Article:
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Everyone, take a seat. So thank you, Peter. So turning to some of the detail on the financials. And if we start with revenue. Our revenue was up 10% in the first half to GBP 143.9 million, in absolute terms, we grew revenue by GBP 12.8 million. If we take a look at the drivers of that, you can see on the revenue bridge, the vast majority of that revenue growth came to ARPA, which is our average revenue per advertiser, that grew by GBP 11 million. That was a combination of membership price increases and continued adoption of our high-value product packages, such as Optimiser and Enhanced. And we also had GBP 1.1 million growth from our other businesses, such as our Overseas, our Commercial and our Data Services business, and the primary driver of growth within that business line was our Commercial business, that was up GBP 800,000 on year-on-year, which is growth of 30%.

So turning to membership. As Peter said, we've ended the half with our overall membership numbers down 1% at 20,209. Our agency branch numbers, they continue to decline, they were down 3%. In terms of the kind of profile of those leases, they were typically lower-stock branches, who has been disproportionately affected by a more hesitant U.K. housing market and by cash flow constraints as an average, and transactions have taken longer to complete in the first half of this year. And the decline in agency branches has been offset to a large extent by meaningful growth in our New Home development numbers, they were up 10% to 3,441. That's the highest number of developments we've had in Rightmove since 2009. We continue to be in the U.K. marketplace, so we continue to have virtually all of the U.K. residential properties, advertising Rightmove with 1.1 million properties there on.

In terms of ARPA today, we announced ARPA growth of GBP 90, that's a record ARPA growth. So we ended the half year position as GBP 1,077. All the detail of the ARPA is in the appendix to your presentation.

In terms of Agency New Homes. But it is probably worth pointing out that the Agency ARPA growth was ahead of that in the New Homes. And if we take a look at the drivers of that strong agency ARPA growth, it's a combination of core price increases to our members. Together with adoption of our Enhanced and Optimiser packages, we now have more than 1/3 of our agency branches on one of those higher-value packages, and we've had some small positive mix effect of the fact that delivers were typically on average lower spending customers.

Turning to costs. Our costs increased by GBP 2.8 million to GBP 32.9 million. This cost increase principally represents growth in salary and wages costs, which is an increase in our average headcount, year-on-year, together with general wage inflation. And similar to last year, the phasing of cost this year, we believe, will be slightly more weighted to the second half of the year. That reflects the timing of headcount added in the first half of 2019, together with the planned timing on our marketing activities, but our overall cost guidance year-on-year is unchanged at around GBP 5 million in terms of absolute cost growth. While that delivered in terms of underlying operating profit was a 10% increase to GBP 111 million and a margin of 77.1%.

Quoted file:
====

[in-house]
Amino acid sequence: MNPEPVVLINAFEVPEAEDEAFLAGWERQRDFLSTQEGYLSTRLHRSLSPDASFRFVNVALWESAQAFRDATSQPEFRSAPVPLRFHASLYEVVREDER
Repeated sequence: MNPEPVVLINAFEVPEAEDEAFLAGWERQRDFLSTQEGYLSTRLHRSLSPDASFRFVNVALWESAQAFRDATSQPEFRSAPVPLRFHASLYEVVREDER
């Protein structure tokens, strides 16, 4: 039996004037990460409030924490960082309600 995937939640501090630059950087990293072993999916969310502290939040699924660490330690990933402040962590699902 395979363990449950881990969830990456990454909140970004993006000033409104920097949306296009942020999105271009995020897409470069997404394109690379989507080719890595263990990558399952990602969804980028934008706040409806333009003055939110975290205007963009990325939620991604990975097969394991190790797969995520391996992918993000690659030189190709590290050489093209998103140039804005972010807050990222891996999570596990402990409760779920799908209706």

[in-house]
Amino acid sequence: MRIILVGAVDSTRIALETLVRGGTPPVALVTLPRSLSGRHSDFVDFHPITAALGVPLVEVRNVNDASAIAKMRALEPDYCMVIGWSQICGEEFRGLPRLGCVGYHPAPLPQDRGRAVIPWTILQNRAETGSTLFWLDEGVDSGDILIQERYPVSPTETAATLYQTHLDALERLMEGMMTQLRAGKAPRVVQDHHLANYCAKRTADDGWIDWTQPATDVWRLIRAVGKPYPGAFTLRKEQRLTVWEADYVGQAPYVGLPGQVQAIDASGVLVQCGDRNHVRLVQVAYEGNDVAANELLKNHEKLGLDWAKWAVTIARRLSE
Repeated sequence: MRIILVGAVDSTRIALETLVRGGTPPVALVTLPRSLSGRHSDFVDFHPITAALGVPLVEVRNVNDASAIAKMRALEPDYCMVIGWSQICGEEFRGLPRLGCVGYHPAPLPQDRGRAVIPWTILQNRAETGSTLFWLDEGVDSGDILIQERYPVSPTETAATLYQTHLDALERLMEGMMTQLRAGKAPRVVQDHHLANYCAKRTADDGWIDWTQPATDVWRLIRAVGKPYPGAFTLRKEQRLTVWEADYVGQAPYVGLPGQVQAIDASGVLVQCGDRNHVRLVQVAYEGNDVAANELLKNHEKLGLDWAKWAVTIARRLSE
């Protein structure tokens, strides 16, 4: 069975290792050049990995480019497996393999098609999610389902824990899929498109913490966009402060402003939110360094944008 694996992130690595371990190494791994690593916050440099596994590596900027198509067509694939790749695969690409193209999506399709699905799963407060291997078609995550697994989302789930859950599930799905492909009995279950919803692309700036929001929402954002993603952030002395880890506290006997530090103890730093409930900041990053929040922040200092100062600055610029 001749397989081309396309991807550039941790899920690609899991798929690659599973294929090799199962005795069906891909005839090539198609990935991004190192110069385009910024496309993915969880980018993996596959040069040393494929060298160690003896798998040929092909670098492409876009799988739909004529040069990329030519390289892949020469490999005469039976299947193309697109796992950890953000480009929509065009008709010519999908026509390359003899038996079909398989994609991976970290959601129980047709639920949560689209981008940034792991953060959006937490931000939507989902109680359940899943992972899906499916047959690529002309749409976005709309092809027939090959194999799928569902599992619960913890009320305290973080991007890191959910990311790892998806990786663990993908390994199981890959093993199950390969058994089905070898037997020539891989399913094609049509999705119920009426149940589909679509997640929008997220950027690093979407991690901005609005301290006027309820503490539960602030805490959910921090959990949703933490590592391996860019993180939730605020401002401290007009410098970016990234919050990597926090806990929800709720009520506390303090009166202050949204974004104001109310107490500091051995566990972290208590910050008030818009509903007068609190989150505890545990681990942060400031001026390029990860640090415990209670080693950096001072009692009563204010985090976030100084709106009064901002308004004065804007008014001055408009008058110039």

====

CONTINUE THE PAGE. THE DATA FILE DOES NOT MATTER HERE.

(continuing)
If we move on to the income statement, it's a very straightforward story with the strong growth in revenue and profits dropping through. This year, the IFRS 2 share-based payment charge and the National Insurance on share-based incentives, GBP 2.8 million, is exactly comparable to the same charge a year ago. And you can see there that the tax charge of GBP 20.6 million, that's an effective tax rate of 19.1%. So our tax charge continues to float in line with the U.K. and active tax rates.

Moving on to the balance sheet. As you recall, this time last year, I had lots of explanation about the 2 new big accounting standards, which was IFRS 15 revenue recognition and IFRS 16, the new leasing standard. We -- obviously, this year, the balance sheet is on a consistent basis. So there's no big kind of movement in those numbers. In terms of the key things to highlight, you can see that the net asset value of GBP 47.3 million, that's higher than this time a year ago, and that's principally because we've ended the first half of the year with a bit high cash balance. And also, we have a slightly larger trade and other receivables balance.

In terms of that debit balance, that's really a function of the growth in revenue, but also that a great proportion of that balance is comprised by New Home developer customers. They don't place an advance by direct debit, they have payment terms.

Moving on to the cash bridge and our dividend. We've continued to have very strong cash conversion over 99%, and we've continued to return our free cash flow to our shareholders in accordance with our policy. If we have a look at the movements in the first half of this year, we've had a working capital outflow of GBP 4.5 million, we paid GBP 16.9 million in corporation tax, and our capital expenditure continues to be really modest about GBP 600,000. And we've paid GBP 35.5 million in dividends, which is the full year dividend for last year, and we bought back 3.6 million shares at a total cost of GBP 18.6 million. We spent GBP 1.1 million to buying some shares for employee share schemes. And we've had GBP 800,000 of lease rental charges, meaning that we've ended the first half on GBP 54.1 million, which as I said, is a little higher than our historic cash balance.

As Peter mentioned, we have today announced the acquisition of Van Mildert, and we will be using our free cash flow to fund the initial purchase consideration of GBP 16 million, and the balance of cash will be returned to shareholders in the second half in accordance with our policy. And finally, as Peter touched on in the highlights, we did announce an increase in our interim dividend, we grew that by 0.3p to 2.8p. That's an increase of 12%, with our policy being to continue to grow our dividend, and that's in line with the growth in earnings per share.